This session is all about making full use of the width of the pitch when attacking the final third using wingers or wing backs to rip the opposition apart the way Antonio Conte’s Inter Milan attack their opponents. Why use it Spreading play wide when attacking means it is much harder for the defending team... MORE
This session is all about setting up and supporting an attacker. If you want your players to learn how to score from a fast counterattack, this is a great session – and it also has possession and pressing action points.
Use half your normal pitch split in two with a goal at each end. We used 15 players.
How to play it
Create three teams: one team of six, one team of five and a team of two. In the team of five, four players defend the goal with one player in the attacking half.
The team of six tries to score using their overload, while the team of four must win the ball and attack the other goal guarded by the team of two. Only the four players from the team of five can move into the other half when they win the ball. All other players must stay in their half of the pitch.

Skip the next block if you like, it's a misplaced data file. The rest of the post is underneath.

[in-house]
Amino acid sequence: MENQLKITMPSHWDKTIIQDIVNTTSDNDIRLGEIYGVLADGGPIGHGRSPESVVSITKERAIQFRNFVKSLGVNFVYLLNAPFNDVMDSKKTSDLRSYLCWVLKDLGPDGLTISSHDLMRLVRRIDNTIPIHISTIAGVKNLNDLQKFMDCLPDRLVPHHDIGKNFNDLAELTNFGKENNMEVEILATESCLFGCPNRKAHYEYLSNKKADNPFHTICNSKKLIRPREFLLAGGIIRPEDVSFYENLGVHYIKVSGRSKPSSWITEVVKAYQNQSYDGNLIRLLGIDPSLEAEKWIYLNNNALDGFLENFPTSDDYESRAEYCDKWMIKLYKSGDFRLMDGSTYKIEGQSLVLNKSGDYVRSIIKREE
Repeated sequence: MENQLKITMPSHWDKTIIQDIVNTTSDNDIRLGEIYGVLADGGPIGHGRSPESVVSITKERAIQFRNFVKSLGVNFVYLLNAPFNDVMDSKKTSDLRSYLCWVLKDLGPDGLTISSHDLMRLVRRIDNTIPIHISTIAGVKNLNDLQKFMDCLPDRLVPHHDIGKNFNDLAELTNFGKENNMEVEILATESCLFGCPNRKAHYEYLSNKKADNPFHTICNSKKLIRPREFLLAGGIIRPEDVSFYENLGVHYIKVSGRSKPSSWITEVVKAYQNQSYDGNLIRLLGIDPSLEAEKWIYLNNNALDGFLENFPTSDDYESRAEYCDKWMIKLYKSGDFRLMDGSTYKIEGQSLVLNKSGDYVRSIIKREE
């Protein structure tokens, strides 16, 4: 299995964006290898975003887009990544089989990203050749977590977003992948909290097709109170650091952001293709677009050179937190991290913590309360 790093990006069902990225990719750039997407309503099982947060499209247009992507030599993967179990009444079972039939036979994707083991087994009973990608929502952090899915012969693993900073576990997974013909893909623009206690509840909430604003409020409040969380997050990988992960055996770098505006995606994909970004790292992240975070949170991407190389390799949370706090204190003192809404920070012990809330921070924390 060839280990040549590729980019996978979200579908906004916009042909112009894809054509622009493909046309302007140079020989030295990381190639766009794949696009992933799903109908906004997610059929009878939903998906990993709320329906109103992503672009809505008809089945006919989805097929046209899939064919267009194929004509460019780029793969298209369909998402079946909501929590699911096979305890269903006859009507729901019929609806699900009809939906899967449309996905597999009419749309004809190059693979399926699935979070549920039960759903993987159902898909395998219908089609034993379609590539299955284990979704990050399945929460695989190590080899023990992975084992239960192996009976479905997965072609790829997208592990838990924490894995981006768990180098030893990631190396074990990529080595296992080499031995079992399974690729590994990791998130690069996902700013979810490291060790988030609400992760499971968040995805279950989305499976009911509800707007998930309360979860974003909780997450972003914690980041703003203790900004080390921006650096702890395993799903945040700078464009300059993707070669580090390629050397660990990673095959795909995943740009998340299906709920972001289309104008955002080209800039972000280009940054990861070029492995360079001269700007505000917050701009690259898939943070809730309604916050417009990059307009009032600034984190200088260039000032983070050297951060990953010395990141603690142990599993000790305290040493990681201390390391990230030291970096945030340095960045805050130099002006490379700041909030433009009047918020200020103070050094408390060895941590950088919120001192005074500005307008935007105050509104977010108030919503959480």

Have balls placed around the pitch and during the game the coach can play a ball in to either team at any time and the ball already in play goes dead.
Possession is vital to the overload team while the other team must press and win the ball. The lone player must control and use the ball when the counterattack is on. First touch and good passing and shooting is vital to the role of lone striker.
- 1. Play starts with a pass from the coach to the team with the attacking overload
- 2. This team must try and make use of the overload to create and score goals
- 3. The coach can pass a new ball in at any time, making the ball in play dead
- 4. Here the attacker has cleverly drawn the defender, then released a pass to one of the counterattacking players
- 5. If the team of four players intercepts the ball they counterattack as quickly as possible